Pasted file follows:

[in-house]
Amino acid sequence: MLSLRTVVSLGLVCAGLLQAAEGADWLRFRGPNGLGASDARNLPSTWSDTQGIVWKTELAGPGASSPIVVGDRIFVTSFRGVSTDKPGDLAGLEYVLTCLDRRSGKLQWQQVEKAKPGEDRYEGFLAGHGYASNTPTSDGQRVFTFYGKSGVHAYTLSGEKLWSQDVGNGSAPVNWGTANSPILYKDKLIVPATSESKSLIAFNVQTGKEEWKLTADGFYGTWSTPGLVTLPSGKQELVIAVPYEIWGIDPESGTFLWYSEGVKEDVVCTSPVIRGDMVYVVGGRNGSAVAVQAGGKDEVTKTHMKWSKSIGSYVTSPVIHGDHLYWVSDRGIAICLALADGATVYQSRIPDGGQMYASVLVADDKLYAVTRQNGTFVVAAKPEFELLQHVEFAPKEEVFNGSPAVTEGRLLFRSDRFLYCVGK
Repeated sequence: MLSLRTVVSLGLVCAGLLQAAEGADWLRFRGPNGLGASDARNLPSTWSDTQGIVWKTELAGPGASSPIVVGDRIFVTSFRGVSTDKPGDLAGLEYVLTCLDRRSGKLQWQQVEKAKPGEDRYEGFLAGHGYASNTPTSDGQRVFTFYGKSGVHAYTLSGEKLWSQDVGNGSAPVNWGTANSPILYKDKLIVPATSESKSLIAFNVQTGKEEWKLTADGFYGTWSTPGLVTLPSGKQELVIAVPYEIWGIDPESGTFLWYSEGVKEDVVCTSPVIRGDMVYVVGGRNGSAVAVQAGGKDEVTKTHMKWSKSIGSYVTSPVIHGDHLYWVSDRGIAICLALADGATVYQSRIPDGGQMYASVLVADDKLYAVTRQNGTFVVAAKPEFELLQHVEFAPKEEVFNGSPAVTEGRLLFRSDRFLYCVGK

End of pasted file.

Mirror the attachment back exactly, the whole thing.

[in-house]
Amino acid sequence: MLSLRTVVSLGLVCAGLLQAAEGADWLRFRGPNGLGASDARNLPSTWSDTQGIVWKTELAGPGASSPIVVGDRIFVTSFRGVSTDKPGDLAGLEYVLTCLDRRSGKLQWQQVEKAKPGEDRYEGFLAGHGYASNTPTSDGQRVFTFYGKSGVHAYTLSGEKLWSQDVGNGSAPVNWGTANSPILYKDKLIVPATSESKSLIAFNVQTGKEEWKLTADGFYGTWSTPGLVTLPSGKQELVIAVPYEIWGIDPESGTFLWYSEGVKEDVVCTSPVIRGDMVYVVGGRNGSAVAVQAGGKDEVTKTHMKWSKSIGSYVTSPVIHGDHLYWVSDRGIAICLALADGATVYQSRIPDGGQMYASVLVADDKLYAVTRQNGTFVVAAKPEFELLQHVEFAPKEEVFNGSPAVTEGRLLFRSDRFLYCVGK
Repeated sequence: MLSLRTVVSLGLVCAGLLQAAEGADWLRFRGPNGLGASDARNLPSTWSDTQGIVWKTELAGPGASSPIVVGDRIFVTSFRGVSTDKPGDLAGLEYVLTCLDRRSGKLQWQQVEKAKPGEDRYEGFLAGHGYASNTPTSDGQRVFTFYGKSGVHAYTLSGEKLWSQDVGNGSAPVNWGTANSPILYKDKLIVPATSESKSLIAFNVQTGKEEWKLTADGFYGTWSTPGLVTLPSGKQELVIAVPYEIWGIDPESGTFLWYSEGVKEDVVCTSPVIRGDMVYVVGGRNGSAVAVQAGGKDEVTKTHMKWSKSIGSYVTSPVIHGDHLYWVSDRGIAICLALADGATVYQSRIPDGGQMYASVLVADDKLYAVTRQNGTFVVAAKPEFELLQHVEFAPKEEVFNGSPAVTEGRLLFRSDRFLYCVGK